lens practice pearls
Time to Examine Your Telephone Technique
THOMAS G. QUINN, OD, MS, FAAO
little doubt that the telephone serves as a key communications tool in any practice
setting. With that in mind, how's your office's telephone technique?
Proper telephone technique begins with tone of voice: pleasant,
professional, unhurried. Maintaining this demeanor in the heat of a very busy day
can sometimes be challenging. To sensitize my staff to the importance of "telephone
attitude," I ask them to recall their most recent trip to the local Bureau of Motor
Vehicles. This evokes vivid images of rushed workers who rattle off instructions
in a rapid, monotone voice that is both unintelligible and annoying. That's what
we don't want to be. Perhaps we can sum up the proper mindset as "caring."
When answering the telephone, be sure to state the name of the
office followed by your name. For example, "Drs. Quinn, Quinn and Associates. Cathy
speaking. How may I help you?" Be sure to get the patient's name early in the process.
Jot it down if need be, to save yourself the embarrassment of needing to ask again.
Understanding Patient Needs
Be sure you're clear on why the patient is calling. If he's calling
to schedule an appointment, clarify what services he seeks. I discourage breaking
down visits into glasses exams or contact lens exams. Nearly every contact lens
patient should have a wearable pair of eyeglasses, and many spectacle wearers are
excellent candidates for contact lenses. Don't begin the process by limiting yourself
or the patient's mindset to "one or the other." If a patient wears contact lenses
or is interested in a fitting, note it on the schedule so you'll be prepared at
the time of examination.
For an established wearer, ask him to come to the appointment
wearing his contact lenses, ideally for at least four hours, so the practitioner
can accurately assess lens performance on his eye.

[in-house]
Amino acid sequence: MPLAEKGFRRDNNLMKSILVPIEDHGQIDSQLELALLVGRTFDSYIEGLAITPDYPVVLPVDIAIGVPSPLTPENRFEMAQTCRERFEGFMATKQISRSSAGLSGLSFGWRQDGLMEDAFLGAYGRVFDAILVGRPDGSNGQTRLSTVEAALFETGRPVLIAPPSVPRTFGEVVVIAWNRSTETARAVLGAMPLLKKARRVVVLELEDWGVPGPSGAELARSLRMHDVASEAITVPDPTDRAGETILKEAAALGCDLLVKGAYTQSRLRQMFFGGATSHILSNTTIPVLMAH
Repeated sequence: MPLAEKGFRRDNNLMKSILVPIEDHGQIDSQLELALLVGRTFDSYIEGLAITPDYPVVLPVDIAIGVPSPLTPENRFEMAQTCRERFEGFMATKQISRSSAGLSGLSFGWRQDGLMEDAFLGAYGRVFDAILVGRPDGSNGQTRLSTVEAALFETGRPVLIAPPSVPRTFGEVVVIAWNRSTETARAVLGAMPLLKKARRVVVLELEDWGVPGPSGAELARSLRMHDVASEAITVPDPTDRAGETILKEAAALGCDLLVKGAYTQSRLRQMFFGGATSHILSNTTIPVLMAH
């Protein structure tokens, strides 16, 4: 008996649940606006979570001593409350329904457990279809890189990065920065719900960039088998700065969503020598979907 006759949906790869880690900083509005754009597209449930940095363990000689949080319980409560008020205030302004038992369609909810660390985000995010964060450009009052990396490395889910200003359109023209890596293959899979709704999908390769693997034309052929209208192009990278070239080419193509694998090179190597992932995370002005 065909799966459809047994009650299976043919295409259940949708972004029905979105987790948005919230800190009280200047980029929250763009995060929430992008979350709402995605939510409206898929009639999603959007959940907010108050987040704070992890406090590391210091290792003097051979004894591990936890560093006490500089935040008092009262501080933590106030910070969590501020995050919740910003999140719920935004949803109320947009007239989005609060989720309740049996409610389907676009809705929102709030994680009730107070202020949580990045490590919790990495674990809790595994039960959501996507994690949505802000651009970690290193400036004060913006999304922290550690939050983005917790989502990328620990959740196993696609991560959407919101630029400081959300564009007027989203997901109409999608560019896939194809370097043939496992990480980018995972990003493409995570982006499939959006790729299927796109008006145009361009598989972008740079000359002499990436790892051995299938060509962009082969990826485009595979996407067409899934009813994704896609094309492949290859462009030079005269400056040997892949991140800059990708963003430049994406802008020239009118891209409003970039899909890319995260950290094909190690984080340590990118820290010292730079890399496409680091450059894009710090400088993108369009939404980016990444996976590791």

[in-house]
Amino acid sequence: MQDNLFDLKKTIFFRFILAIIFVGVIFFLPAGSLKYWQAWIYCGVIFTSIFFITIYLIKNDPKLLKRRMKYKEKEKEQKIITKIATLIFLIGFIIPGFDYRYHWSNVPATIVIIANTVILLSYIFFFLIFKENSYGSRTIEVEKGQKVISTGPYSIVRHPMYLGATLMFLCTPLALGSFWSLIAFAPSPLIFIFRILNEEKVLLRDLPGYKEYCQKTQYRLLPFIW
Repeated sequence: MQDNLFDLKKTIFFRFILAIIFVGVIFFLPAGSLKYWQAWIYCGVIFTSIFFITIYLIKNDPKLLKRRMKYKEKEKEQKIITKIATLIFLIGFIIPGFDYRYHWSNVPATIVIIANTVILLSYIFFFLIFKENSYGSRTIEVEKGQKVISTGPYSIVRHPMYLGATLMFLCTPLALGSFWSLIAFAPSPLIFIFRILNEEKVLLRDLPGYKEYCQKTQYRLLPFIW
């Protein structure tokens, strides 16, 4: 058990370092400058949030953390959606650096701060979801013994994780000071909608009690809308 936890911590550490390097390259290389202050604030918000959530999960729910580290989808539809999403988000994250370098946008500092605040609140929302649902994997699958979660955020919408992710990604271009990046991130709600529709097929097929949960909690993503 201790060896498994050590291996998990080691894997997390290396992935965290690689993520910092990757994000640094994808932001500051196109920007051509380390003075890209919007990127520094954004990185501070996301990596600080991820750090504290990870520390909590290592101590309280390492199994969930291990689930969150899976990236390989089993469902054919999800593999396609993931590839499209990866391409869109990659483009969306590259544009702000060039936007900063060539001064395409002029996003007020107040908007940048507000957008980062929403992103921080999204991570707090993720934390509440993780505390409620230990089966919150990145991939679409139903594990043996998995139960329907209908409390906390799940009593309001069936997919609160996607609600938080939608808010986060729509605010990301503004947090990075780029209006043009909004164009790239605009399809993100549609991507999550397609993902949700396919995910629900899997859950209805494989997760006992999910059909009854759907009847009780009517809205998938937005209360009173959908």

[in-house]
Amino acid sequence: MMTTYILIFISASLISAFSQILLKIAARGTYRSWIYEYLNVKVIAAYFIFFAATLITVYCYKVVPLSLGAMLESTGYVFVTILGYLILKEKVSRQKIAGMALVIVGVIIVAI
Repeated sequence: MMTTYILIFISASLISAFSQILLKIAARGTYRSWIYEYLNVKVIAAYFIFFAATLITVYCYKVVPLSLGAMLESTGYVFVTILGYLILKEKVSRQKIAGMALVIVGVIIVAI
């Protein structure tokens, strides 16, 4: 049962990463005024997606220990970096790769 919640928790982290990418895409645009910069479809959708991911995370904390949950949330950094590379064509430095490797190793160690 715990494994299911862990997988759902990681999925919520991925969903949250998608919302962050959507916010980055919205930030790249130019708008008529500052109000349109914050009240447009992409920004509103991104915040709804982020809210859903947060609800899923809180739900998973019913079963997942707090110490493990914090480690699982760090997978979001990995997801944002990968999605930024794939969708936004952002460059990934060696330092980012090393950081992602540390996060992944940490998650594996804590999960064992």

Also request that he bring his eyeglasses to the examination.
When you discuss spectacles, contact lens wearers often dismissively say that they
have a pair. Having the glasses "in hand" will let you compare and demonstrate any
changes in the spectacle prescription as well as assess the condition of their eyewear.
Before hanging up, be sure to discuss insurance coverage. What
kind of insurance does the patient have? Is it vision or medical insurance? Does
the patient understand what is covered? Gathering this information at the outset
will streamline the check-in process and will prevent any unpleasant surprises.
Invariably there will be times when you need to put a patient
on hold. If the telephone rings while you're serving a patient who is present in
the office, excuse yourself and then answer the telephone.
Introduce yourself to the caller and ask permission to put them
on hold. Here's the hard part: Wait for the caller to give permission. Then, your
goal is to be as efficient as possible to minimize the patient's time on hold. If
you're "crazy busy," seek out a co-worker for assistance or ask the calling patient
for his name and contact number so you can call him back.
We have an on-hold message system that allows us to provide customized
information about contact lenses and other developments in our office. The beauty
of this is patients on hold aren't simply waiting, they're being engaged and informed.
Dr. Quinn is in group practice
in Athens, Ohio, and has served as a faculty member at The Ohio State University
College of Optometry.
Contact Lens Spectrum, Issue: January 2006